There’s an immediate benefit for employees as well, Carpenter maintains.

“Over the course of an eight-hour shift, they don’t have to repeat the same welcome language hundreds of times,” he said.

Intelligent, interactive machines, once the stuff of sci-fi movies and futuristic fantasy, are quickly becoming a reality, especially in the fast food dining world, where repetition rules and improvisation is limited. In restaurants around the globe, machines are already taking orders, flipping burgers, preparing pizzas, pouring stiff drinks and cooking entire meals in full view of hungry customers.

Fast food restaurants like Starbucks, Wendy’s, Panera and McDonald’s encourage customers to order using self-service kiosks or a mobile app. But Valyant AI appears to be one of the first companies to create a platform for taking orders via an interactive AI voice assistant – one who also happens to be the first company representative many customers will encounter.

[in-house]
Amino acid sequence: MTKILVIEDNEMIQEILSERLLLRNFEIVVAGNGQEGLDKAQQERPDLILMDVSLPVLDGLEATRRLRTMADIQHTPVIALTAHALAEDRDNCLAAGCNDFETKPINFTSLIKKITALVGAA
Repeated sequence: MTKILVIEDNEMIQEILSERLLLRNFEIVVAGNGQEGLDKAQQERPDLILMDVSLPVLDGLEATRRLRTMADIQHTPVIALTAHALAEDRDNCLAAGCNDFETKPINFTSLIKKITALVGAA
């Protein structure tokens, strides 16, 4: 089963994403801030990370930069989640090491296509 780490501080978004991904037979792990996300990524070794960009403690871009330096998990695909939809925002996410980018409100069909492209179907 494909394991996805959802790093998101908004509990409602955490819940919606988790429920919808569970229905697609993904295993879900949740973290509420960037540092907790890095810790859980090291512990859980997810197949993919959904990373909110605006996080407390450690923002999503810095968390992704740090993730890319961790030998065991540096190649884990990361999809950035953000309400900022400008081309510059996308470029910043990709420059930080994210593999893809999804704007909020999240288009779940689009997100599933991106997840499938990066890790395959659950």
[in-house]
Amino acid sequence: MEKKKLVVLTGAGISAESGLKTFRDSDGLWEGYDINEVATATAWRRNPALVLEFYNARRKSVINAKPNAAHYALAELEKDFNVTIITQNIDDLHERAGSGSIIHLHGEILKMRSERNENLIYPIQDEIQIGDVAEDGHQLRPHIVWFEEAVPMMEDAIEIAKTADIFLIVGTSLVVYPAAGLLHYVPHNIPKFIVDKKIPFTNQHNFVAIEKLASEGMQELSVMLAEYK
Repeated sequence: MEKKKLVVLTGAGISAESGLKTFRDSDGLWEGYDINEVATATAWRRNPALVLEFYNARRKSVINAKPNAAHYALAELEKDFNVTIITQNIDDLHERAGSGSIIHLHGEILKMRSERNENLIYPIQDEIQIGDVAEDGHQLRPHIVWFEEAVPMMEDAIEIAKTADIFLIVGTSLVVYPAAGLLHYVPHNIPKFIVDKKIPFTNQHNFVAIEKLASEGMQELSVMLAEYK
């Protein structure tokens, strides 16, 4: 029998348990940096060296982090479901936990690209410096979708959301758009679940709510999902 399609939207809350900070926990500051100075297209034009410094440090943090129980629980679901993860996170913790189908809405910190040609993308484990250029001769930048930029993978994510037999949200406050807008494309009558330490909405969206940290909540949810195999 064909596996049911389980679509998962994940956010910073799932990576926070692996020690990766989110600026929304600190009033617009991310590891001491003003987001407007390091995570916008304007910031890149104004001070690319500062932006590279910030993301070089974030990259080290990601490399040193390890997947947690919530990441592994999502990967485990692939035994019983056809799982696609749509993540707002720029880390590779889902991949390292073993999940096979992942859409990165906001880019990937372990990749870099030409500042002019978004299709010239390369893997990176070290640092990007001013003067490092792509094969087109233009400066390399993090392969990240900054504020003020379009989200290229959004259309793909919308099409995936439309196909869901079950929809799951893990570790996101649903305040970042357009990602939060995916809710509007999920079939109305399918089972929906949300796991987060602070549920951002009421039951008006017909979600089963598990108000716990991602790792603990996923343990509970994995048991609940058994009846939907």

Carpenter said the assistant’s conversational cadence — which sounds like a more fluid version of Amazon’s Alexa — was designed to replicate human interactions, with limited pauses and a menu-based script that varies depending on the exchange.

In a video demonstrating the AI assistant, a woman’s voice can be heard saying:

“Hi, I’m your automated order taker. Take your time, order when you’re ready.”

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Obsolete Strawberry Farm Workers Being Replaced By Robotic Pickers

Technocrat engineers build because farmers say Americans don’t want to pick fruit. Seasonal labor used to come from Mexico, but apparently 20 million illegal aliens in America don’t want to pick the fruit either. ⁃ TN Editor

The problem is so pressing that competitors are banding together to fund Harv, which has raised about $9 million from corporate behemoths like Driscoll’s and Naturipe Farms, as well as from local farmers.

Wishnatzki, who created Harv with former Intel engineer Bob Pitzer, one of the minds behind the television hit “BattleBots,” has invested $3 million of his own money.

The electronic picker is still pretty clumsy.